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Sector vs. Factor U.S. Stock Diversification?

| | Posted in: Strategic Allocation

Which is better, sector-based or factor-based stock investing? In their June 2015 paper entitled “Factor-Based v. Industry-Based Asset Allocation: The Contest”, Marie Briere and Ariane Szafarz compare the attractiveness of sector-based and factor-based U.S. stock allocations. From Kenneth French’s data library, they extract return series for 10 sectors and five factors (size, value, profitability, investment and momentum). They expand the factor set to 10 by using long and short portfolios for each factor. They consider three trials:

  1. Which group, sectors or factors, yields the dominantly more attractive efficient frontier?
  2. Which group offers the clearly superior gross Jensen’s alphas across single-sector/factor portfolios and portfolios diversified across sectors or factors based on maximizing estimated Sharpe ratio, minimizing estimated volatility or equal weighting?
  3. Do portfolios diversified across sectors or factors (based on maximizing estimated Sharpe ratio, minimizing estimated volatility or equal weighting) offer the best gross Sharpe ratios?

For each trial, they test long-only and long-short factor portfolios. Also for each trial, they test the overall sample, economic recession and expansion subsamples (per the National Bureau of Economic Research) and bull and bear market subsamples (per Forbes magazine). Using monthly U.S. stock market factor and sector returns from Kenneth French’s library spanning July 1963 through November 2014, they find that:

  • Over the entire sample period, sectors and factors exhibit similar performance ranges but different levels of intra-group relatedness (see the chart below). Specifically:
    • Ranges of gross annualized Sharpe ratios are similar for sectors (0.51 for technology to 0.85 for non-durables) and factors (0.37 for short low-momentum to 0.88 for long high-momentum).
    • However, over the entire sample period, the overall average pairwise correlation within sectors (0.62) is substantially lower than that within factors (0.92), indicating greater potential for diversification benefit in the former.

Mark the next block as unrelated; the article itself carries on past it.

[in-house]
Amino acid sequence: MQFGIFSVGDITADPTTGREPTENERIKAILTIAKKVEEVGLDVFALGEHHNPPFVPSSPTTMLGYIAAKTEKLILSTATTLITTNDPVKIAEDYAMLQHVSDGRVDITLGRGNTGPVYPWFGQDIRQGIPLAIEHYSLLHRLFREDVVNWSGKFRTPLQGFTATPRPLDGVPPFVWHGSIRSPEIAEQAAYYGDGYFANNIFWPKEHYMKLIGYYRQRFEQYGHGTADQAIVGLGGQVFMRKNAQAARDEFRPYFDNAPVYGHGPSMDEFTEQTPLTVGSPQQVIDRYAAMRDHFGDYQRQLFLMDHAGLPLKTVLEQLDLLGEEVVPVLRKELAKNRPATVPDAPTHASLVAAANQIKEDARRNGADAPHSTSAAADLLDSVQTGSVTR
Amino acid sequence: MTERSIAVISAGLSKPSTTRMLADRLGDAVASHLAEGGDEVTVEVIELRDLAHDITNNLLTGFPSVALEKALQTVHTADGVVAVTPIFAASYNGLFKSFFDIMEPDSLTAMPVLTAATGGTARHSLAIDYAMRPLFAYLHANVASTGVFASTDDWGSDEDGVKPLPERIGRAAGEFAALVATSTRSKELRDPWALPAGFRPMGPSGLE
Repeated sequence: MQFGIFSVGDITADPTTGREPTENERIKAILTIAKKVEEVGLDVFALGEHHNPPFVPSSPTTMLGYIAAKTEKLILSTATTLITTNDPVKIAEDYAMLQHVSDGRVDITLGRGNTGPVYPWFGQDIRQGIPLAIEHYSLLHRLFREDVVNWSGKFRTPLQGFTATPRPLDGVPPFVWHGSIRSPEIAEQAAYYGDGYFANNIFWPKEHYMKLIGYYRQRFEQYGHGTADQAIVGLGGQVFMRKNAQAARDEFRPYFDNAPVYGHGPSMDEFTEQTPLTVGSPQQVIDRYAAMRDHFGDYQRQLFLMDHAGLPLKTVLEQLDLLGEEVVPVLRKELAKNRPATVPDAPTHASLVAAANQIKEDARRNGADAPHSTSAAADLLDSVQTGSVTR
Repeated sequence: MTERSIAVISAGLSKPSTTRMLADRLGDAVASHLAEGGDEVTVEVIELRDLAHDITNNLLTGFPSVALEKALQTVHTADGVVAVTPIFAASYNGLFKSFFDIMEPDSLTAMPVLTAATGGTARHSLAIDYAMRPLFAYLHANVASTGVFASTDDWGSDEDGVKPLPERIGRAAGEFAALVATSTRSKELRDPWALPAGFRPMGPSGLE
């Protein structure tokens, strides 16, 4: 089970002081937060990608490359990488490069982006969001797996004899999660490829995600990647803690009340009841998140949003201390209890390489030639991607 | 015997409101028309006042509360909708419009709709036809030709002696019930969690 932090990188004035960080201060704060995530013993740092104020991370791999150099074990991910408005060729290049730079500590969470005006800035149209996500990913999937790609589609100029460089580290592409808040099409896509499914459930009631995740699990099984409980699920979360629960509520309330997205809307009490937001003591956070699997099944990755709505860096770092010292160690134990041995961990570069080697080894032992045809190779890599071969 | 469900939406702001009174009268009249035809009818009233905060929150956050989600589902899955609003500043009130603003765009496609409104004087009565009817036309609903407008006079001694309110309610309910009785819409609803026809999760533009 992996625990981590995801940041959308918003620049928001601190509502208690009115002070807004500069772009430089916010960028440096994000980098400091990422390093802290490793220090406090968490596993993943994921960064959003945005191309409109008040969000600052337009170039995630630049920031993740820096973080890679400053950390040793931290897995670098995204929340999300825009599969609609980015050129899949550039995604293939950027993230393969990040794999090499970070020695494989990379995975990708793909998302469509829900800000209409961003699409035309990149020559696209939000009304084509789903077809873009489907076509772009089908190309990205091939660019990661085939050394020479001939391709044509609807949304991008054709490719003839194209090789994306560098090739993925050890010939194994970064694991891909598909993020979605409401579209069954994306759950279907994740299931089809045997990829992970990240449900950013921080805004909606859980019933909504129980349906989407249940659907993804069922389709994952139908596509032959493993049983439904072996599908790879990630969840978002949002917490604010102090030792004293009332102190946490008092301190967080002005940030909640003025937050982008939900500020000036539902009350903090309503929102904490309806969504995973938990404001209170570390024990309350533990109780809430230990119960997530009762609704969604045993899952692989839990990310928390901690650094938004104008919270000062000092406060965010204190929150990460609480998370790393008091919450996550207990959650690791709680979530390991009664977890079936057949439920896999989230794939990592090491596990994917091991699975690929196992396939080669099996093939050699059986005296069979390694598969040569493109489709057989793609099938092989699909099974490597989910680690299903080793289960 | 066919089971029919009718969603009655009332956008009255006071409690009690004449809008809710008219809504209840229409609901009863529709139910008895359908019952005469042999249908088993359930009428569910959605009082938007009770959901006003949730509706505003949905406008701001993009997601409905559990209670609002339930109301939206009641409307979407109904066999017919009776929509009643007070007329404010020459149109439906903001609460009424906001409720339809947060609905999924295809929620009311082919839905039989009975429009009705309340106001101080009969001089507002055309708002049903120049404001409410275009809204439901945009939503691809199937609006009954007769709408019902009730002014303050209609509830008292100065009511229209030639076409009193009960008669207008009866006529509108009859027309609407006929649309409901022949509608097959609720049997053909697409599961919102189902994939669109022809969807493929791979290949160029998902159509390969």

• The most frequent outcome of sector versus factor contests is a draw (see the table below). However:
    • For contests that are not a draw, factor investing consistently outperforms sector investing when short sales are allowed.
    • For a long-only investment policy, sector investing is preferable during recessions and bear markets.

The following chart, constructed from data in the paper, relates gross annualized Sharpe ratio to intra-group average pairwise correlation of monthly returns by asset over the entire sample period. Results suggest that, as defined:

  • Sectors and factors have about the same range of performance.
  • Sectors are generally less related to other sectors than factors are to other factors. In other words, sectors offer greater diversification potential than factors.

This visualization shifts somewhat according to economic (recession versus expansion) and financial market (bull versus bear) conditions.


The following table, taken from the paper, summarizes sector versus factor gross outcomes across all tests. In this table, SB (SA) means Shorting Banned (Allowed) for multi-factor portfolios. Results show that sectors and factors usually perform similarly, but factors win most other contests.


In summary, evidence from an array of tests indicates that U.S. stock factor investing and U.S. stock sector investing often generate similar gross outcomes, but factors mostly beat sectors on a gross basis when outcomes differ and shorting is allowed.

Cautions regarding findings include:

  • As noted in the paper, the portfolios tested are ideal, ignoring frictions involved in periodic portfolio formation and shorting. These costs are likely higher for factor portfolios than sector portfolios, with stocks migrating across factor boundaries much more often than companies changing industries. Moreover, shorting may not be feasible for all underlying stocks. Net findings would likely improve the relative performance of sector investing. 
  • Other ways of defining sector and factor portfolios may produce different findings. For example, more restrictive sector definitions and more extreme factor portfolios may boost performance and lower intra-group relatedness.
  • The study addresses U.S. stocks only.
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